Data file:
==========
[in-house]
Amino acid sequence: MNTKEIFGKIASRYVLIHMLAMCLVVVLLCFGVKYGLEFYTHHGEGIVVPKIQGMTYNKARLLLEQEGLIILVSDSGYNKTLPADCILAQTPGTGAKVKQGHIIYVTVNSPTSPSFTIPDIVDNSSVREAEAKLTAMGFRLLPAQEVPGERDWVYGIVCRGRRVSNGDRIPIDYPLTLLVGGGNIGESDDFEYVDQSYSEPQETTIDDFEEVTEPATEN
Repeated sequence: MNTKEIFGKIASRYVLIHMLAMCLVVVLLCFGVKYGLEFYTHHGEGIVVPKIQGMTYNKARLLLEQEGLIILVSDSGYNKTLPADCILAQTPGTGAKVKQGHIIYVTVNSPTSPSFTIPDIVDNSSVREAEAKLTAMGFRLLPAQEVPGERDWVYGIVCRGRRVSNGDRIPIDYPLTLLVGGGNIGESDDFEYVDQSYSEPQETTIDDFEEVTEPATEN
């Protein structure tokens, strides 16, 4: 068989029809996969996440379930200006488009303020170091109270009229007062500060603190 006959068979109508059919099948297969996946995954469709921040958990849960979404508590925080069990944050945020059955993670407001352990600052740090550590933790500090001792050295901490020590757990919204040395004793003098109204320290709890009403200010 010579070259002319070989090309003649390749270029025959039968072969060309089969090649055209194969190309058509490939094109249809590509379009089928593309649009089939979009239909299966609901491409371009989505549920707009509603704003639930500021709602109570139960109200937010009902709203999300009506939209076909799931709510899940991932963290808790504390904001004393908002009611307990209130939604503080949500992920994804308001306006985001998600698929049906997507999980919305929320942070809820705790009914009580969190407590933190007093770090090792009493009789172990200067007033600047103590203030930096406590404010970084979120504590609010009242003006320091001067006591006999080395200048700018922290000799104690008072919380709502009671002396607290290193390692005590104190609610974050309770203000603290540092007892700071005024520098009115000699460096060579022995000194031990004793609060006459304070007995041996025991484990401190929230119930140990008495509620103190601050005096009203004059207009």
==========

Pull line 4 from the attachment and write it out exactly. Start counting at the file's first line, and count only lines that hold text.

């Protein structure tokens, strides 16, 4: 068989029809996969996440379930200006488009303020170091109270009229007062500060603190 006959068979109508059919099948297969996946995954469709921040958990849960979404508590925080069990944050945020059955993670407001352990600052740090550590933790500090001792050295901490020590757990919204040395004793003098109204320290709890009403200010 010579070259002319070989090309003649390749270029025959039968072969060309089969090649055209194969190309058509490939094109249809590509379009089928593309649009089939979009239909299966609901491409371009989505549920707009509603704003639930500021709602109570139960109200937010009902709203999300009506939209076909799931709510899940991932963290808790504390904001004393908002009611307990209130939604503080949500992920994804308001306006985001998600698929049906997507999980919305929320942070809820705790009914009580969190407590933190007093770090090792009493009789172990200067007033600047103590203030930096406590404010970084979120504590609010009242003006320091001067006591006999080395200048700018922290000799104690008072919380709502009671002396607290290193390692005590104190609610974050309770203000603290540092007892700071005024520098009115000699460096060579022995000194031990004793609060006459304070007995041996025991484990401190929230119930140990008495509620103190601050005096009203004059207009």